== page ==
Top-down movements such as WeThe15 inevitably involve some kind of imagination about what disability is, as well as what disability activism is and how it should be performed. This raises questions about whether the identity politics embedded in the WeThe15 campaign will raise consciousness, and if so, for who and in what ways. Will WeThe15 take visibility away from existing grassroots movements? Who is WeThe15’s intended audience? Is it aimed primarily to mobilise people with disabilities or is WeThe15 aimed at changing attitudes among ‘WeThe85’? Was the mental health awareness performed by Simone Biles, Naomi Osaka and other high-profile athletes over the Olympic and Paralympic Games, ‘WeThe15?’
Stay global or connect with grassroots activism?
WeThe15 is about much more than politicising Paralympians and the Tokyo Paralympic Games was just the launch pad for this 10-year campaign bringing together international organisations from the world of sport, human rights, business and culture. The direction of WeThe15 will therefore be interesting to track.
The campaign may operate at a global level and focus attention on single global issues such as barriers to employment or assistive technology. It may use its international power and influence to seek specific global commitments around disability inclusion in order to reform governments or industries, and then measure ‘social impact’ at a global level. Staying global seems like a logical thing to do for an international coalition, and choosing a focus seems reasonable in terms of directing action; there are no shortage of disability-rights issues
to focus on. That said, each choice runs a risk of disconnecting WeThe15 from those who would have gone in a different direction. For example, if WeThe15 assumes that disability rights are generally improving in a gradual linear fashion it might disconnect from those who reject universal notions of progress; those who seek to introduce radical ideas into disability politics. Also, while disability discrimination is universal, forms of discrimination manifest in very different ways at local levels. People with spinal cord injury who live in Switzerland are about three times more likely to be in employment than those who live in Spain, for example.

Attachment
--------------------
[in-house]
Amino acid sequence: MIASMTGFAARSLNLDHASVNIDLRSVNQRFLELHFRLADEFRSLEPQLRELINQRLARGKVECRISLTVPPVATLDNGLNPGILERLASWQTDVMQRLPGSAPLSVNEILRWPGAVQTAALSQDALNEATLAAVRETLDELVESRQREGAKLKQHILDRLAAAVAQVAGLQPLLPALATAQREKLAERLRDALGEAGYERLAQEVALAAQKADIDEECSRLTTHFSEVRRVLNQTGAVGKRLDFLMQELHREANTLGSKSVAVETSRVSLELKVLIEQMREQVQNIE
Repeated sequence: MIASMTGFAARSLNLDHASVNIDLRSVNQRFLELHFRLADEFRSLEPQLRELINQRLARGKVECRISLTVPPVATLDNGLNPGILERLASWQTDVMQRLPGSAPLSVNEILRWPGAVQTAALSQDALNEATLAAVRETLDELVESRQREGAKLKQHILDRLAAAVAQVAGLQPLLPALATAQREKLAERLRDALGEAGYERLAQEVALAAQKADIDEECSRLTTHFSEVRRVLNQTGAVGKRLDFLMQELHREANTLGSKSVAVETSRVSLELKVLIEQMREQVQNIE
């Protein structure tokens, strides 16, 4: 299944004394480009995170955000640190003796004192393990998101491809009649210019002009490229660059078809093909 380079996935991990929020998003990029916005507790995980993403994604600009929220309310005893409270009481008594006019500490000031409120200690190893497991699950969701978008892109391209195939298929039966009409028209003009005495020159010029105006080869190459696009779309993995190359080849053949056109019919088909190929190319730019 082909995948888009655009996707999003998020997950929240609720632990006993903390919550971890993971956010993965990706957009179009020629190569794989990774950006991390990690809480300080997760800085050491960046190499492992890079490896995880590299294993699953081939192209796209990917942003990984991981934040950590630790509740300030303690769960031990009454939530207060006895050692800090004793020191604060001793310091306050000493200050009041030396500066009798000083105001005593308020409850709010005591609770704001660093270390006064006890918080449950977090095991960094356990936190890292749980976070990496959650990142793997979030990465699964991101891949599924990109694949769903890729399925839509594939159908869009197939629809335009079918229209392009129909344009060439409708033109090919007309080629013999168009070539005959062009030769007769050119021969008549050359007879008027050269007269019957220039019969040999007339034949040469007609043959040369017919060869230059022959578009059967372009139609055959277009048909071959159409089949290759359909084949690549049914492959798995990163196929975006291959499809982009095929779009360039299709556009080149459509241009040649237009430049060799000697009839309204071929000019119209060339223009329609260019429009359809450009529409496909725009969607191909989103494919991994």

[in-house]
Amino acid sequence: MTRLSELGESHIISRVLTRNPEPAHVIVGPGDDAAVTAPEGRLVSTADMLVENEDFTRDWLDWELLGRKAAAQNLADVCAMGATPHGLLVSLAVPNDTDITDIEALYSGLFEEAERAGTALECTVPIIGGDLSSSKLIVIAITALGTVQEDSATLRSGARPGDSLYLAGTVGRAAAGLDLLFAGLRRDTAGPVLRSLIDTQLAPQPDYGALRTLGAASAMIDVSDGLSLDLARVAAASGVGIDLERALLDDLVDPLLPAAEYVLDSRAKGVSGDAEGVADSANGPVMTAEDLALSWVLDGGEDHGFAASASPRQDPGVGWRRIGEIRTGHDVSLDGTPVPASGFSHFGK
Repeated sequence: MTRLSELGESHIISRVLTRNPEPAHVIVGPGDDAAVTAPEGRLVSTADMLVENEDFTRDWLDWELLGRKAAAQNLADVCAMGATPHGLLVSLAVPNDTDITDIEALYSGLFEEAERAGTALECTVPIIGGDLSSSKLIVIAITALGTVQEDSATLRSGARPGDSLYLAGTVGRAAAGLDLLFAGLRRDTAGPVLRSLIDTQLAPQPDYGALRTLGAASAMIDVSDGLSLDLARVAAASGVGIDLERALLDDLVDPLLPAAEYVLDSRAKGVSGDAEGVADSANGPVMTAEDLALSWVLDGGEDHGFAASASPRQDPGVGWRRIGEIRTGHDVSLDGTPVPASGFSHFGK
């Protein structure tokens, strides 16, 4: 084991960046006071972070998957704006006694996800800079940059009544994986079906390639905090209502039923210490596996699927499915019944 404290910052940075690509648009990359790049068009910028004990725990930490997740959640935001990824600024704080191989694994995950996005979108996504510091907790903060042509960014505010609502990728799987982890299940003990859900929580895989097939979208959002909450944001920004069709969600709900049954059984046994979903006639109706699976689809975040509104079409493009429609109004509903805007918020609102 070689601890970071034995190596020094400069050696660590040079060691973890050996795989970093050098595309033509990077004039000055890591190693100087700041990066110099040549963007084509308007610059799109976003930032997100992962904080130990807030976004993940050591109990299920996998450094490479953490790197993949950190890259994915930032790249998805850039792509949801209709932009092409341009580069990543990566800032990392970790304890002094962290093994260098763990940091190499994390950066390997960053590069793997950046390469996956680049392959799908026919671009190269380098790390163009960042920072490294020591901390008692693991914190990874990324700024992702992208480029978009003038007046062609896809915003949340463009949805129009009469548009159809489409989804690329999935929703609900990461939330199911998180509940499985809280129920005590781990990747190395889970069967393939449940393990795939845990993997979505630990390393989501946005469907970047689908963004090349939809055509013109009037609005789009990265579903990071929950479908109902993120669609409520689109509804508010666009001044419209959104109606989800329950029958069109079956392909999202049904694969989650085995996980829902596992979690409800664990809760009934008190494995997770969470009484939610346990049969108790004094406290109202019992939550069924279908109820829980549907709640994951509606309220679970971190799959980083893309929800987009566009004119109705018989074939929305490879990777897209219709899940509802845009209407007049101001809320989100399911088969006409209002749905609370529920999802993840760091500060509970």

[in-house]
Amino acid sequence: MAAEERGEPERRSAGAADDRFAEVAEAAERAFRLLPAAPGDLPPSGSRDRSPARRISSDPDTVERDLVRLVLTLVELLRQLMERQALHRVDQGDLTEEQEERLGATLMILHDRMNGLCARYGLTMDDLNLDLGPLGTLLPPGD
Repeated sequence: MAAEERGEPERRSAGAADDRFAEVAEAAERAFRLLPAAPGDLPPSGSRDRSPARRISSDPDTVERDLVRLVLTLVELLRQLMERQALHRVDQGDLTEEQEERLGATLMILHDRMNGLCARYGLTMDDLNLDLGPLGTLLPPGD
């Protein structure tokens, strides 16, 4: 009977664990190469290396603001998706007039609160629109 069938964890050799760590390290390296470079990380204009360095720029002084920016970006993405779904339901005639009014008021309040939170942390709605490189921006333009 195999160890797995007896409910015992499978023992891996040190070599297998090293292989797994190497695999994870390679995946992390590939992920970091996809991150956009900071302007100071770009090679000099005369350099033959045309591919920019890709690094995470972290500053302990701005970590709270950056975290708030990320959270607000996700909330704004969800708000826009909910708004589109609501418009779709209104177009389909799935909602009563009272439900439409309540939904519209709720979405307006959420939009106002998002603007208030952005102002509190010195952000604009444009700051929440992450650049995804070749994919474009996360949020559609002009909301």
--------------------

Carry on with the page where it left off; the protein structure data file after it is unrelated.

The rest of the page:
Another direction of travel for WeThe15 could be connect a global platform to grassroots movements. That might be done by shining a light on stories of disability activism as they occur in different ways and places around the world. Amplifying stories that show how people become politicised in different ways and use different advocacy tools, such as policy rhetoric or artistic expression, relevant to the ‘issues of the day’ may lead to change as stories are actors; they act on, to, and with people. Stories that showcase the social impact of activism in the context of people’s lives, cultures and histories may not be so much ‘inspirational’ but subtle social reality changes.
What role can academic research play in shaping WeThe15?
One way for researchers to use their power and resources could be to play the role of facilitation and knowledge exchange between existing disability movements and WeThe15.
For instance, just how WeThe15 will be led and controlled by disabled people was a key point raised by disabled people and user led organisations over the Games. It is imperative however that knowledge and understanding is produced withthose whose lives WeThe15 is purporting to impact upon the most. This means working to shift the power relations in research so that those who are most marginalised by disability have control in what questions are asked, to whom they are asked and in what ways, and how knowledge is disseminated and used.
However WeThe15 takes shape over the coming years, it will be interesting to watch the IPC’s commendable commitment to not leave 15% of the world’s population behind.